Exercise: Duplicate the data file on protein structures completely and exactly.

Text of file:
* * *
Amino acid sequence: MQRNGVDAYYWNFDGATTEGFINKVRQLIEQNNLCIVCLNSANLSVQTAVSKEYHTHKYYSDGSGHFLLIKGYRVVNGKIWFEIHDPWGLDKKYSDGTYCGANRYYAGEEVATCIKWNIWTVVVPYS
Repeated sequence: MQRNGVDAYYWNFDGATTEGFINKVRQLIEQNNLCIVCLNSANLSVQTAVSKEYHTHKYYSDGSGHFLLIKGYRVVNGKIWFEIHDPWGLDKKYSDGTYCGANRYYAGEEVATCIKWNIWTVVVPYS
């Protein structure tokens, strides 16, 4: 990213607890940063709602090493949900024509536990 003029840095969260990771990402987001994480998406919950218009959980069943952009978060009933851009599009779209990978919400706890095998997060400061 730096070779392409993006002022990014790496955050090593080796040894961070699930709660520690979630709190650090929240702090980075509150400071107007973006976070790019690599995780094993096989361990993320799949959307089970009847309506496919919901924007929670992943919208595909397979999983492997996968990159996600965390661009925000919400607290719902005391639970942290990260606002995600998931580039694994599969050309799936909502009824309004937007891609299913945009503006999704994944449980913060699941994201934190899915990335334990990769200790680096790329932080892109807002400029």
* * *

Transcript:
Amino acid sequence: MQRNGVDAYYWNFDGATTEGFINKVRQLIEQNNLCIVCLNSANLSVQTAVSKEYHTHKYYSDGSGHFLLIKGYRVVNGKIWFEIHDPWGLDKKYSDGTYCGANRYYAGEEVATCIKWNIWTVVVPYS
Repeated sequence: MQRNGVDAYYWNFDGATTEGFINKVRQLIEQNNLCIVCLNSANLSVQTAVSKEYHTHKYYSDGSGHFLLIKGYRVVNGKIWFEIHDPWGLDKKYSDGTYCGANRYYAGEEVATCIKWNIWTVVVPYS
């Protein structure tokens, strides 16, 4: 990213607890940063709602090493949900024509536990 003029840095969260990771990402987001994480998406919950218009959980069943952009978060009933851009599009779209990978919400706890095998997060400061 730096070779392409993006002022990014790496955050090593080796040894961070699930709660520690979630709190650090929240702090980075509150400071107007973006976070790019690599995780094993096989361990993320799949959307089970009847309506496919919901924007929670992943919208595909397979999983492997996968990159996600965390661009925000919400607290719902005391639970942290990260606002995600998931580039694994599969050309799936909502009824309004937007891609299913945009503006999704994944449980913060699941994201934190899915990335334990990769200790680096790329932080892109807002400029």